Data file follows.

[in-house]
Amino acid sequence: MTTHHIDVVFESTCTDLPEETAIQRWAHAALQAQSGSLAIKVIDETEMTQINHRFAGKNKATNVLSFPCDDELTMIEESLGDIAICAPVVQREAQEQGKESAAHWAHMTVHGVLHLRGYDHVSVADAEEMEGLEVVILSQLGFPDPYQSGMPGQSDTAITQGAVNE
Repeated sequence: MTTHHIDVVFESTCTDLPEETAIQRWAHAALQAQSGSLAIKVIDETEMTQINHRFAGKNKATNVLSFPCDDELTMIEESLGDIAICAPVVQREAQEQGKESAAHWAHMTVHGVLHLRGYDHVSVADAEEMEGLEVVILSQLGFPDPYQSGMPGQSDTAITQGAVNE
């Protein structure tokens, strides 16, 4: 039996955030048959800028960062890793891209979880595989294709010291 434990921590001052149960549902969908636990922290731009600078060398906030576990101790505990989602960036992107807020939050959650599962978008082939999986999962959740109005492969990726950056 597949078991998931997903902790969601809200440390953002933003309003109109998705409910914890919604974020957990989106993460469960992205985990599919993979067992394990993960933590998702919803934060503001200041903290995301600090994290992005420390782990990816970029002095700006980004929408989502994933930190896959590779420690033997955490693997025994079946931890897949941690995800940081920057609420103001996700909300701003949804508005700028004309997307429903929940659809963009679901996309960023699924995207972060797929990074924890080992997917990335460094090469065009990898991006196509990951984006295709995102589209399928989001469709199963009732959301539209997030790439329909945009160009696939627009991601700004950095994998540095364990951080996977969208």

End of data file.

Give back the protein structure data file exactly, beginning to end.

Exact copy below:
[in-house]
Amino acid sequence: MTTHHIDVVFESTCTDLPEETAIQRWAHAALQAQSGSLAIKVIDETEMTQINHRFAGKNKATNVLSFPCDDELTMIEESLGDIAICAPVVQREAQEQGKESAAHWAHMTVHGVLHLRGYDHVSVADAEEMEGLEVVILSQLGFPDPYQSGMPGQSDTAITQGAVNE
Repeated sequence: MTTHHIDVVFESTCTDLPEETAIQRWAHAALQAQSGSLAIKVIDETEMTQINHRFAGKNKATNVLSFPCDDELTMIEESLGDIAICAPVVQREAQEQGKESAAHWAHMTVHGVLHLRGYDHVSVADAEEMEGLEVVILSQLGFPDPYQSGMPGQSDTAITQGAVNE
């Protein structure tokens, strides 16, 4: 039996955030048959800028960062890793891209979880595989294709010291 434990921590001052149960549902969908636990922290731009600078060398906030576990101790505990989602960036992107807020939050959650599962978008082939999986999962959740109005492969990726950056 597949078991998931997903902790969601809200440390953002933003309003109109998705409910914890919604974020957990989106993460469960992205985990599919993979067992394990993960933590998702919803934060503001200041903290995301600090994290992005420390782990990816970029002095700006980004929408989502994933930190896959590779420690033997955490693997025994079946931890897949941690995800940081920057609420103001996700909300701003949804508005700028004309997307429903929940659809963009679901996309960023699924995207972060797929990074924890080992997917990335460094090469065009990898991006196509990951984006295709995102589209399928989001469709199963009732959301539209997030790439329909945009160009696939627009991601700004950095994998540095364990951080996977969208």